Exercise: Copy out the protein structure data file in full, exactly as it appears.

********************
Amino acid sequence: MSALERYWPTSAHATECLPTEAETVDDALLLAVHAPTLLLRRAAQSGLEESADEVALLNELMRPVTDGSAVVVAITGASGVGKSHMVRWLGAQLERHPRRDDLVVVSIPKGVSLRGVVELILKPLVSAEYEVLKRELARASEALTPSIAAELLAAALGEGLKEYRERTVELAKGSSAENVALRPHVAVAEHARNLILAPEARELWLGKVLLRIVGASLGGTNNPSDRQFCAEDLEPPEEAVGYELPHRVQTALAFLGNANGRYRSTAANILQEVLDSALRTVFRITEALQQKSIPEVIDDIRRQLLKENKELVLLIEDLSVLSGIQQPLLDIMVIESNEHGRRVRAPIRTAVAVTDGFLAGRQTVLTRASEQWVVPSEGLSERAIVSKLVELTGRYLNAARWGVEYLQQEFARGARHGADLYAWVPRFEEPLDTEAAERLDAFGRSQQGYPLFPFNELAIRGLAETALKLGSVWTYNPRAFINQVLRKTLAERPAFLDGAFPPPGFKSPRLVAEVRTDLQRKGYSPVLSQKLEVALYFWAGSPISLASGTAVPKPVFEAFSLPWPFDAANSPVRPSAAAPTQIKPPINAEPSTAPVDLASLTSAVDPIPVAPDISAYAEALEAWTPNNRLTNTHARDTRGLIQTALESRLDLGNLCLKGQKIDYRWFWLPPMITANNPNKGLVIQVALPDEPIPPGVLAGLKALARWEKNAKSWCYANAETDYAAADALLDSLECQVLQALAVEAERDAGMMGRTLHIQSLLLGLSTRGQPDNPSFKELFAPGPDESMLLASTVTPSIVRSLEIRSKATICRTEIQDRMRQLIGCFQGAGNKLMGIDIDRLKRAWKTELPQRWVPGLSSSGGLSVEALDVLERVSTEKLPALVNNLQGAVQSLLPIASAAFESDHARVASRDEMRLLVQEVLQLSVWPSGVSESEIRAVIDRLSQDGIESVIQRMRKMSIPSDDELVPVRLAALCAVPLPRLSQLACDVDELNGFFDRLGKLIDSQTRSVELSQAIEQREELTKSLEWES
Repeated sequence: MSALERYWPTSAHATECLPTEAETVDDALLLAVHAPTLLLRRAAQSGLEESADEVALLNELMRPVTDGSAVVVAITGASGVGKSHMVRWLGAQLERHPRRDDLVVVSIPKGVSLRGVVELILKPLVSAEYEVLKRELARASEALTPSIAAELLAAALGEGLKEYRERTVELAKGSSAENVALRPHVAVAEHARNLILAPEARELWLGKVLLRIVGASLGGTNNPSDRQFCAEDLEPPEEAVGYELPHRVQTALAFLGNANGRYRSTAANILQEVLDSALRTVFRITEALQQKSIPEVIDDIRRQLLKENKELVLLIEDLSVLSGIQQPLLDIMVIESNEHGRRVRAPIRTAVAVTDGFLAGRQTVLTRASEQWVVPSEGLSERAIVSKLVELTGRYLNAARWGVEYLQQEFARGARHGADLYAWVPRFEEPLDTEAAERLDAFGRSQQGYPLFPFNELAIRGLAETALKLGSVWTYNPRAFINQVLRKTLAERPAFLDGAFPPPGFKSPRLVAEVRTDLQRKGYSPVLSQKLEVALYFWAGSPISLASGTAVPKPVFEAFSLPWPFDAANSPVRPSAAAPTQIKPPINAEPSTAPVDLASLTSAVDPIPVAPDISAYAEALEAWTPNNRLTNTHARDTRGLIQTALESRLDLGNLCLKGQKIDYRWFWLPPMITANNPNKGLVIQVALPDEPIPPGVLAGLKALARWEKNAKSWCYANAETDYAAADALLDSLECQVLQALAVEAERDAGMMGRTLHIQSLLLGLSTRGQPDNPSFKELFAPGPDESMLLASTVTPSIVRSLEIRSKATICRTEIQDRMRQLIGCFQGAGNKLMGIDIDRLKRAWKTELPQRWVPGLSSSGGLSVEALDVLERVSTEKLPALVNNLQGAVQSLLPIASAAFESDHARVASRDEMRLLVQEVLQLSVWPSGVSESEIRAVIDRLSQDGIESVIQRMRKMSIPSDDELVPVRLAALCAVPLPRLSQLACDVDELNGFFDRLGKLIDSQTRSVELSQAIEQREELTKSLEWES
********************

Amino acid sequence: MSALERYWPTSAHATECLPTEAETVDDALLLAVHAPTLLLRRAAQSGLEESADEVALLNELMRPVTDGSAVVVAITGASGVGKSHMVRWLGAQLERHPRRDDLVVVSIPKGVSLRGVVELILKPLVSAEYEVLKRELARASEALTPSIAAELLAAALGEGLKEYRERTVELAKGSSAENVALRPHVAVAEHARNLILAPEARELWLGKVLLRIVGASLGGTNNPSDRQFCAEDLEPPEEAVGYELPHRVQTALAFLGNANGRYRSTAANILQEVLDSALRTVFRITEALQQKSIPEVIDDIRRQLLKENKELVLLIEDLSVLSGIQQPLLDIMVIESNEHGRRVRAPIRTAVAVTDGFLAGRQTVLTRASEQWVVPSEGLSERAIVSKLVELTGRYLNAARWGVEYLQQEFARGARHGADLYAWVPRFEEPLDTEAAERLDAFGRSQQGYPLFPFNELAIRGLAETALKLGSVWTYNPRAFINQVLRKTLAERPAFLDGAFPPPGFKSPRLVAEVRTDLQRKGYSPVLSQKLEVALYFWAGSPISLASGTAVPKPVFEAFSLPWPFDAANSPVRPSAAAPTQIKPPINAEPSTAPVDLASLTSAVDPIPVAPDISAYAEALEAWTPNNRLTNTHARDTRGLIQTALESRLDLGNLCLKGQKIDYRWFWLPPMITANNPNKGLVIQVALPDEPIPPGVLAGLKALARWEKNAKSWCYANAETDYAAADALLDSLECQVLQALAVEAERDAGMMGRTLHIQSLLLGLSTRGQPDNPSFKELFAPGPDESMLLASTVTPSIVRSLEIRSKATICRTEIQDRMRQLIGCFQGAGNKLMGIDIDRLKRAWKTELPQRWVPGLSSSGGLSVEALDVLERVSTEKLPALVNNLQGAVQSLLPIASAAFESDHARVASRDEMRLLVQEVLQLSVWPSGVSESEIRAVIDRLSQDGIESVIQRMRKMSIPSDDELVPVRLAALCAVPLPRLSQLACDVDELNGFFDRLGKLIDSQTRSVELSQAIEQREELTKSLEWES
Repeated sequence: MSALERYWPTSAHATECLPTEAETVDDALLLAVHAPTLLLRRAAQSGLEESADEVALLNELMRPVTDGSAVVVAITGASGVGKSHMVRWLGAQLERHPRRDDLVVVSIPKGVSLRGVVELILKPLVSAEYEVLKRELARASEALTPSIAAELLAAALGEGLKEYRERTVELAKGSSAENVALRPHVAVAEHARNLILAPEARELWLGKVLLRIVGASLGGTNNPSDRQFCAEDLEPPEEAVGYELPHRVQTALAFLGNANGRYRSTAANILQEVLDSALRTVFRITEALQQKSIPEVIDDIRRQLLKENKELVLLIEDLSVLSGIQQPLLDIMVIESNEHGRRVRAPIRTAVAVTDGFLAGRQTVLTRASEQWVVPSEGLSERAIVSKLVELTGRYLNAARWGVEYLQQEFARGARHGADLYAWVPRFEEPLDTEAAERLDAFGRSQQGYPLFPFNELAIRGLAETALKLGSVWTYNPRAFINQVLRKTLAERPAFLDGAFPPPGFKSPRLVAEVRTDLQRKGYSPVLSQKLEVALYFWAGSPISLASGTAVPKPVFEAFSLPWPFDAANSPVRPSAAAPTQIKPPINAEPSTAPVDLASLTSAVDPIPVAPDISAYAEALEAWTPNNRLTNTHARDTRGLIQTALESRLDLGNLCLKGQKIDYRWFWLPPMITANNPNKGLVIQVALPDEPIPPGVLAGLKALARWEKNAKSWCYANAETDYAAADALLDSLECQVLQALAVEAERDAGMMGRTLHIQSLLLGLSTRGQPDNPSFKELFAPGPDESMLLASTVTPSIVRSLEIRSKATICRTEIQDRMRQLIGCFQGAGNKLMGIDIDRLKRAWKTELPQRWVPGLSSSGGLSVEALDVLERVSTEKLPALVNNLQGAVQSLLPIASAAFESDHARVASRDEMRLLVQEVLQLSVWPSGVSESEIRAVIDRLSQDGIESVIQRMRKMSIPSDDELVPVRLAALCAVPLPRLSQLACDVDELNGFFDRLGKLIDSQTRSVELSQAIEQREELTKSLEWES